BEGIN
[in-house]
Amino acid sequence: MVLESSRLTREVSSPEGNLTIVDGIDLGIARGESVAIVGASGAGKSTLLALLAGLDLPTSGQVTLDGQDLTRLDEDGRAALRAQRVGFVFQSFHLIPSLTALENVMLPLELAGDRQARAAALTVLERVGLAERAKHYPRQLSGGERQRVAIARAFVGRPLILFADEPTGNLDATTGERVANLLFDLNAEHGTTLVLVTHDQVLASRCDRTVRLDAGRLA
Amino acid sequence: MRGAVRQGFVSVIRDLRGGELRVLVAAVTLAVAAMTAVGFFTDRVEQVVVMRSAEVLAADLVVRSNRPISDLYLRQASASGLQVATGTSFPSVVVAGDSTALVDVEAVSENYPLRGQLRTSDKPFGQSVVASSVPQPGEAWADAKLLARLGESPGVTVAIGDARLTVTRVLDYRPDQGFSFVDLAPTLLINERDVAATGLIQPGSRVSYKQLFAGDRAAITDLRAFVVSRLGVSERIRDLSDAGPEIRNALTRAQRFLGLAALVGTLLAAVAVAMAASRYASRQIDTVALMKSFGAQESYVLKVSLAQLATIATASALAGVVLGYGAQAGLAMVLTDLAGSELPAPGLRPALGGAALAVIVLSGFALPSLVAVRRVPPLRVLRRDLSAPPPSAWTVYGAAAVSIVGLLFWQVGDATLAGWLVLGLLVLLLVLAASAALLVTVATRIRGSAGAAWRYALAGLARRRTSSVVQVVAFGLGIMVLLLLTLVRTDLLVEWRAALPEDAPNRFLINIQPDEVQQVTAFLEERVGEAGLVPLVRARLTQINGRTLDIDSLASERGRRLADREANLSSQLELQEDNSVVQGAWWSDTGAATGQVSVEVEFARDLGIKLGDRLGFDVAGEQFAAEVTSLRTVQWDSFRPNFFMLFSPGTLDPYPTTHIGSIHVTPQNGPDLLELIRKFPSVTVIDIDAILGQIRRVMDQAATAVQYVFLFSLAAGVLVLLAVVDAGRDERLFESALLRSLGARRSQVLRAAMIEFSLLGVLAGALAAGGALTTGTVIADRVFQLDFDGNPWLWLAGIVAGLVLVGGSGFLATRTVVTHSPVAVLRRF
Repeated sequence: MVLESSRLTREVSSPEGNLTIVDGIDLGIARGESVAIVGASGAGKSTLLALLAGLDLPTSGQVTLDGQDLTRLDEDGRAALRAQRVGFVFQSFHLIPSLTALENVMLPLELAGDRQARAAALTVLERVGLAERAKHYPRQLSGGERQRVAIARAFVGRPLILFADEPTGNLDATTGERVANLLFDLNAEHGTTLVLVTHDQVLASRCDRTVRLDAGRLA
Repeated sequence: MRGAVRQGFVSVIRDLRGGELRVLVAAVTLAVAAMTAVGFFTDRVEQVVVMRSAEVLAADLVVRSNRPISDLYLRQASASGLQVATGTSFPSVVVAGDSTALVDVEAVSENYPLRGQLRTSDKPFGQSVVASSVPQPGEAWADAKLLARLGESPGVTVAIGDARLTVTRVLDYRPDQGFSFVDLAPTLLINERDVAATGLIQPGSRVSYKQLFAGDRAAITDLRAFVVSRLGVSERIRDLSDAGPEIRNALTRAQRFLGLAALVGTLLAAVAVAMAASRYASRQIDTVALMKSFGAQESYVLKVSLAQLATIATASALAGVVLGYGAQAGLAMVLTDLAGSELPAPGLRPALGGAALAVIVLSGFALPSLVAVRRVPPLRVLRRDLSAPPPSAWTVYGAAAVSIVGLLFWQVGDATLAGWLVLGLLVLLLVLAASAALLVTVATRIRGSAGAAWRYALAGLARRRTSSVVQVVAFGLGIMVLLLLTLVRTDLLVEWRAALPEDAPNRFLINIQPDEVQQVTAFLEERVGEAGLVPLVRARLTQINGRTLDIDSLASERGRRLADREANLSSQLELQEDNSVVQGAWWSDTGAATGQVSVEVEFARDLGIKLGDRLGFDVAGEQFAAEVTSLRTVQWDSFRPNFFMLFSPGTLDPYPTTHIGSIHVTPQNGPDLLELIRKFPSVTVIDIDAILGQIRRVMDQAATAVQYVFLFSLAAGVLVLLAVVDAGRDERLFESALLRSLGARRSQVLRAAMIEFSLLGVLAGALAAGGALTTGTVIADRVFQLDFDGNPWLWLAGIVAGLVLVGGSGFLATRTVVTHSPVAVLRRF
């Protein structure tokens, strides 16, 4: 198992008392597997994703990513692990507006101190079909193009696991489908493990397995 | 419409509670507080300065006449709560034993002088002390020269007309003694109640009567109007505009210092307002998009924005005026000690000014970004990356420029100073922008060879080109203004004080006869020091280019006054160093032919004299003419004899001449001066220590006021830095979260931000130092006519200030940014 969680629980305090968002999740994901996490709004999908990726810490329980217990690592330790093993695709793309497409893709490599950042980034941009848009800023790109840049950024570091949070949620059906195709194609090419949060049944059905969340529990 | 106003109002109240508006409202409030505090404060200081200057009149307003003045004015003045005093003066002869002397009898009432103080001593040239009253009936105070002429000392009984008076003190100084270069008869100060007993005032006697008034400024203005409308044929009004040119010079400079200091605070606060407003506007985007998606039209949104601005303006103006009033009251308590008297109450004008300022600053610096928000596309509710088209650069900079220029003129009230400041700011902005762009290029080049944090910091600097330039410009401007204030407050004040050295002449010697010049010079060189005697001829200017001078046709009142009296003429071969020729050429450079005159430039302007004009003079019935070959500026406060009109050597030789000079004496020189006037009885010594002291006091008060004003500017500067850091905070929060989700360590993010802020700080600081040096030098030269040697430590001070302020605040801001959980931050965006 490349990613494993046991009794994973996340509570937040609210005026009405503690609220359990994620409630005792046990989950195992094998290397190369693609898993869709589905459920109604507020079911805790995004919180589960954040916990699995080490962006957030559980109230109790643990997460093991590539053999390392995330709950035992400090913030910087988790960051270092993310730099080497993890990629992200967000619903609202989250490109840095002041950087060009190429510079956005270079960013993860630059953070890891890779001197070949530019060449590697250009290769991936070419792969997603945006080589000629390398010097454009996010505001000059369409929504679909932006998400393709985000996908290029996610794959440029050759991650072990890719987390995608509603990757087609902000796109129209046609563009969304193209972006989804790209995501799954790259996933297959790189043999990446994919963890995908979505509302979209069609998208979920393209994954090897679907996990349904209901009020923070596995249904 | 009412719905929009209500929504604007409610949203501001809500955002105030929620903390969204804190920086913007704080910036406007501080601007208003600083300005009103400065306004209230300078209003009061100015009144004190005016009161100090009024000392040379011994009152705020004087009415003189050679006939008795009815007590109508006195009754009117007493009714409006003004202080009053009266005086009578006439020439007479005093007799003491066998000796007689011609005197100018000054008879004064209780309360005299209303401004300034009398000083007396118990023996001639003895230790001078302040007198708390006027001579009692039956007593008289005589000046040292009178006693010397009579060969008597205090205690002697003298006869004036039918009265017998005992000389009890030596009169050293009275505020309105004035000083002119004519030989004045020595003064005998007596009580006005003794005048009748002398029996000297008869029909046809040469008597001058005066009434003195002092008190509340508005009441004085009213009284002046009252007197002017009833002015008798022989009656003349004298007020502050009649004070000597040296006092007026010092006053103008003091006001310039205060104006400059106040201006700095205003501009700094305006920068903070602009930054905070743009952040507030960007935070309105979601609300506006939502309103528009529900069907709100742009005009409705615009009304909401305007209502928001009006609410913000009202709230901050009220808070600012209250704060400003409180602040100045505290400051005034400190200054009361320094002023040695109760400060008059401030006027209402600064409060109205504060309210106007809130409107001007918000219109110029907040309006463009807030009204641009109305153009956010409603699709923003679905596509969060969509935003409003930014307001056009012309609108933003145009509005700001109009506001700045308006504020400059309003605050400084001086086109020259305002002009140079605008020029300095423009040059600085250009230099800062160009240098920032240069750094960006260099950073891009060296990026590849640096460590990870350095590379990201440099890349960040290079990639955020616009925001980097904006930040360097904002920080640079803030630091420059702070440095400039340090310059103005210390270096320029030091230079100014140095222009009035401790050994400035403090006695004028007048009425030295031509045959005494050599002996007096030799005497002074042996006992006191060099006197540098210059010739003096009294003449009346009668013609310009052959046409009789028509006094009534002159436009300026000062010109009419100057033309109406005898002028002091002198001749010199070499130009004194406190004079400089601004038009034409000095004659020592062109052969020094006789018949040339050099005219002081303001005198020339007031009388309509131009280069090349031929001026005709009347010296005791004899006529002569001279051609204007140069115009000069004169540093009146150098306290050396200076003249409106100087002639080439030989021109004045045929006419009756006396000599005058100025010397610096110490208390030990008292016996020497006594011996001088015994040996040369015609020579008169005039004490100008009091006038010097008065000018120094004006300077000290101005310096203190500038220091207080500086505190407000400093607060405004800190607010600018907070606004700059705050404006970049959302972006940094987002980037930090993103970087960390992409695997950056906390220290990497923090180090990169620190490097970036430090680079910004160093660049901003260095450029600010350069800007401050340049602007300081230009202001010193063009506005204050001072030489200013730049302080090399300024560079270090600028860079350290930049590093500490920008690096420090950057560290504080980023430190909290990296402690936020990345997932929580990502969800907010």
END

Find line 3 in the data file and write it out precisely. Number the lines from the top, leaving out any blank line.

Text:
Amino acid sequence: MRGAVRQGFVSVIRDLRGGELRVLVAAVTLAVAAMTAVGFFTDRVEQVVVMRSAEVLAADLVVRSNRPISDLYLRQASASGLQVATGTSFPSVVVAGDSTALVDVEAVSENYPLRGQLRTSDKPFGQSVVASSVPQPGEAWADAKLLARLGESPGVTVAIGDARLTVTRVLDYRPDQGFSFVDLAPTLLINERDVAATGLIQPGSRVSYKQLFAGDRAAITDLRAFVVSRLGVSERIRDLSDAGPEIRNALTRAQRFLGLAALVGTLLAAVAVAMAASRYASRQIDTVALMKSFGAQESYVLKVSLAQLATIATASALAGVVLGYGAQAGLAMVLTDLAGSELPAPGLRPALGGAALAVIVLSGFALPSLVAVRRVPPLRVLRRDLSAPPPSAWTVYGAAAVSIVGLLFWQVGDATLAGWLVLGLLVLLLVLAASAALLVTVATRIRGSAGAAWRYALAGLARRRTSSVVQVVAFGLGIMVLLLLTLVRTDLLVEWRAALPEDAPNRFLINIQPDEVQQVTAFLEERVGEAGLVPLVRARLTQINGRTLDIDSLASERGRRLADREANLSSQLELQEDNSVVQGAWWSDTGAATGQVSVEVEFARDLGIKLGDRLGFDVAGEQFAAEVTSLRTVQWDSFRPNFFMLFSPGTLDPYPTTHIGSIHVTPQNGPDLLELIRKFPSVTVIDIDAILGQIRRVMDQAATAVQYVFLFSLAAGVLVLLAVVDAGRDERLFESALLRSLGARRSQVLRAAMIEFSLLGVLAGALAAGGALTTGTVIADRVFQLDFDGNPWLWLAGIVAGLVLVGGSGFLATRTVVTHSPVAVLRRF